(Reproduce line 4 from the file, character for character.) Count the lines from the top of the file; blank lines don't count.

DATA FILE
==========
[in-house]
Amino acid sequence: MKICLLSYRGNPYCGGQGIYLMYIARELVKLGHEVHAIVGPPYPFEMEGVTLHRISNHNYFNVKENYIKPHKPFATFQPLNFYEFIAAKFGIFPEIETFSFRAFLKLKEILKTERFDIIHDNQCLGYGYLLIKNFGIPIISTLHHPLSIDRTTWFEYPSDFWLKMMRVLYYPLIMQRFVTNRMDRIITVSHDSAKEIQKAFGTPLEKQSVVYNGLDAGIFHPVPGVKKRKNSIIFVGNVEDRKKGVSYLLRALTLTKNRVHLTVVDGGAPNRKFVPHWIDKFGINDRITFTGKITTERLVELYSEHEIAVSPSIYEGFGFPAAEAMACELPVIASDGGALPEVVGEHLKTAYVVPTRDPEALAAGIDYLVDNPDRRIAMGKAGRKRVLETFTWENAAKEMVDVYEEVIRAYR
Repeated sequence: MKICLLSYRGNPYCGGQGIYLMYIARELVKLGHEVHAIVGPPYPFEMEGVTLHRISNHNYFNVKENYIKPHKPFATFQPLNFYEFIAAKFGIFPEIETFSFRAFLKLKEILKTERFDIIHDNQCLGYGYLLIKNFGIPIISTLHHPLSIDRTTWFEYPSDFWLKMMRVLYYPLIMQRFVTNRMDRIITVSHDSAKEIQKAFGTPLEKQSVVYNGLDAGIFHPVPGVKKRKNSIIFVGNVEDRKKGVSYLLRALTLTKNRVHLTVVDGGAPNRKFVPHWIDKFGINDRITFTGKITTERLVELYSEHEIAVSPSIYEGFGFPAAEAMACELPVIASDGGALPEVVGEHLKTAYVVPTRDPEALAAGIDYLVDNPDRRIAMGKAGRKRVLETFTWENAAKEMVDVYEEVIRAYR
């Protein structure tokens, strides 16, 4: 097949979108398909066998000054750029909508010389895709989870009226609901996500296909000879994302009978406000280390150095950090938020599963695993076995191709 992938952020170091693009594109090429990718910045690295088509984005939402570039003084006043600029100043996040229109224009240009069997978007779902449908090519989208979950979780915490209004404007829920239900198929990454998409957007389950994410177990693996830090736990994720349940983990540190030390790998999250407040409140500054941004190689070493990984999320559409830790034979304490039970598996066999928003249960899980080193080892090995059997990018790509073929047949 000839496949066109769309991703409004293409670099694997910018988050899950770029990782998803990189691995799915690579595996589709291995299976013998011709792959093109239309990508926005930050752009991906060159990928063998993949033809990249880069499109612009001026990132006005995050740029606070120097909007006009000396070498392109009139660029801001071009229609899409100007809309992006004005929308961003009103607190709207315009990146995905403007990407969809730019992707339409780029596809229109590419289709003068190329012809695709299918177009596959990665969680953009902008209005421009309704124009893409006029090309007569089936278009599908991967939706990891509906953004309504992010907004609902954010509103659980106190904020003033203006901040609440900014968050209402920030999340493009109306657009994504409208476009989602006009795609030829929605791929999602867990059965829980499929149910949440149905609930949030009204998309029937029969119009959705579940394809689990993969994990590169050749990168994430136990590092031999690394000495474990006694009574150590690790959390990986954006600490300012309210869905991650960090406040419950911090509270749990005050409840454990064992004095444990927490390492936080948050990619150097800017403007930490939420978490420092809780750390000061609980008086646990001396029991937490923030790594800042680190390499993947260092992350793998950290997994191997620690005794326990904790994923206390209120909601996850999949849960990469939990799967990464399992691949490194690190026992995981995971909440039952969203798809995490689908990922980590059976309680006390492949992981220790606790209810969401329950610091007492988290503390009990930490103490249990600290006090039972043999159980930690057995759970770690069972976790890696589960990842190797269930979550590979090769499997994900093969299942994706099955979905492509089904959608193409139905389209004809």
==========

């Protein structure tokens, strides 16, 4: 097949979108398909066998000054750029909508010389895709989870009226609901996500296909000879994302009978406000280390150095950090938020599963695993076995191709 992938952020170091693009594109090429990718910045690295088509984005939402570039003084006043600029100043996040229109224009240009069997978007779902449908090519989208979950979780915490209004404007829920239900198929990454998409957007389950994410177990693996830090736990994720349940983990540190030390790998999250407040409140500054941004190689070493990984999320559409830790034979304490039970598996066999928003249960899980080193080892090995059997990018790509073929047949 000839496949066109769309991703409004293409670099694997910018988050899950770029990782998803990189691995799915690579595996589709291995299976013998011709792959093109239309990508926005930050752009991906060159990928063998993949033809990249880069499109612009001026990132006005995050740029606070120097909007006009000396070498392109009139660029801001071009229609899409100007809309992006004005929308961003009103607190709207315009990146995905403007990407969809730019992707339409780029596809229109590419289709003068190329012809695709299918177009596959990665969680953009902008209005421009309704124009893409006029090309007569089936278009599908991967939706990891509906953004309504992010907004609902954010509103659980106190904020003033203006901040609440900014968050209402920030999340493009109306657009994504409208476009989602006009795609030829929605791929999602867990059965829980499929149910949440149905609930949030009204998309029937029969119009959705579940394809689990993969994990590169050749990168994430136990590092031999690394000495474990006694009574150590690790959390990986954006600490300012309210869905991650960090406040419950911090509270749990005050409840454990064992004095444990927490390492936080948050990619150097800017403007930490939420978490420092809780750390000061609980008086646990001396029991937490923030790594800042680190390499993947260092992350793998950290997994191997620690005794326990904790994923206390209120909601996850999949849960990469939990799967990464399992691949490194690190026992995981995971909440039952969203798809995490689908990922980590059976309680006390492949992981220790606790209810969401329950610091007492988290503390009990930490103490249990600290006090039972043999159980930690057995759970770690069972976790890696589960990842190797269930979550590979090769499997994900093969299942994706099955979905492509089904959608193409139905389209004809």